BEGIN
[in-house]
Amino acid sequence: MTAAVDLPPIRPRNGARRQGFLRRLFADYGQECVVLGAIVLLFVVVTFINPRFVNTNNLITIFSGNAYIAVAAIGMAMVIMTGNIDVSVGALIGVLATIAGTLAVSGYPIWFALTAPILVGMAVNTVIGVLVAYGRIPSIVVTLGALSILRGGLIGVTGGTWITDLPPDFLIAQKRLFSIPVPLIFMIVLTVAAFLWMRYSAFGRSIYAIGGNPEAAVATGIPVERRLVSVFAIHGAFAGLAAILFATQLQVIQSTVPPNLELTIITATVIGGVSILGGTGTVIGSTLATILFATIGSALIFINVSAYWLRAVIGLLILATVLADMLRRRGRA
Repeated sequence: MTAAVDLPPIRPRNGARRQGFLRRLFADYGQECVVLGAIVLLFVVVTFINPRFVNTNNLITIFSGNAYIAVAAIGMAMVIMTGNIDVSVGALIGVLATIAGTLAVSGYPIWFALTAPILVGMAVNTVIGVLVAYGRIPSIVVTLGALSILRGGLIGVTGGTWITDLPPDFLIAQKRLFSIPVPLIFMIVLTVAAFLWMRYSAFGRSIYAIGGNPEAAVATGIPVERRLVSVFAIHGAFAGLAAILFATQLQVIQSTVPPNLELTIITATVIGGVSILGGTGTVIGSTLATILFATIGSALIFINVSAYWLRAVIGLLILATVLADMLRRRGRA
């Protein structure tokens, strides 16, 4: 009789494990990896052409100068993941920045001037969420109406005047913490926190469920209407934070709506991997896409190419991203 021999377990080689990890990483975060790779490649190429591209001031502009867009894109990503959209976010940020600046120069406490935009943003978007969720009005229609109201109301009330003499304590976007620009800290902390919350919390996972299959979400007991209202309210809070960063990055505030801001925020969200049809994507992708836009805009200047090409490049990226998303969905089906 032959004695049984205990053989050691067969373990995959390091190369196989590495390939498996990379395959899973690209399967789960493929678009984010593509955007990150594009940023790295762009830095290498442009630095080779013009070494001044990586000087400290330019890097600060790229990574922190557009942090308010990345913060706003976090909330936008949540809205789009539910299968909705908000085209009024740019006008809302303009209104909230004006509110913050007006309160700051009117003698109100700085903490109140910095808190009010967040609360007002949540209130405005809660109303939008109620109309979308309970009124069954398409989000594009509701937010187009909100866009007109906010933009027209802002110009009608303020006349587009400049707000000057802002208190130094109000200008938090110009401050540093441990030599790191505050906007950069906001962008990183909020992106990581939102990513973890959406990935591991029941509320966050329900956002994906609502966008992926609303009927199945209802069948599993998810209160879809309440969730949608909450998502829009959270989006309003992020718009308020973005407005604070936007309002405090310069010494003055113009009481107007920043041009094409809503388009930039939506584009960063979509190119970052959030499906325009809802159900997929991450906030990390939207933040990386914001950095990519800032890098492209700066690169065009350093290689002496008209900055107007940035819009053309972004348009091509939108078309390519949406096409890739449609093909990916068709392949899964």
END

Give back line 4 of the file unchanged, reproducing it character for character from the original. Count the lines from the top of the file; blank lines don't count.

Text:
């Protein structure tokens, strides 16, 4: 009789494990990896052409100068993941920045001037969420109406005047913490926190469920209407934070709506991997896409190419991203 021999377990080689990890990483975060790779490649190429591209001031502009867009894109990503959209976010940020600046120069406490935009943003978007969720009005229609109201109301009330003499304590976007620009800290902390919350919390996972299959979400007991209202309210809070960063990055505030801001925020969200049809994507992708836009805009200047090409490049990226998303969905089906 032959004695049984205990053989050691067969373990995959390091190369196989590495390939498996990379395959899973690209399967789960493929678009984010593509955007990150594009940023790295762009830095290498442009630095080779013009070494001044990586000087400290330019890097600060790229990574922190557009942090308010990345913060706003976090909330936008949540809205789009539910299968909705908000085209009024740019006008809302303009209104909230004006509110913050007006309160700051009117003698109100700085903490109140910095808190009010967040609360007002949540209130405005809660109303939008109620109309979308309970009124069954398409989000594009509701937010187009909100866009007109906010933009027209802002110009009608303020006349587009400049707000000057802002208190130094109000200008938090110009401050540093441990030599790191505050906007950069906001962008990183909020992106990581939102990513973890959406990935591991029941509320966050329900956002994906609502966008992926609303009927199945209802069948599993998810209160879809309440969730949608909450998502829009959270989006309003992020718009308020973005407005604070936007309002405090310069010494003055113009009481107007920043041009094409809503388009930039939506584009960063979509190119970052959030499906325009809802159900997929991450906030990390939207933040990386914001950095990519800032890098492209700066690169065009350093290689002496008209900055107007940035819009053309972004348009091509939108078309390519949406096409890739449609093909990916068709392949899964």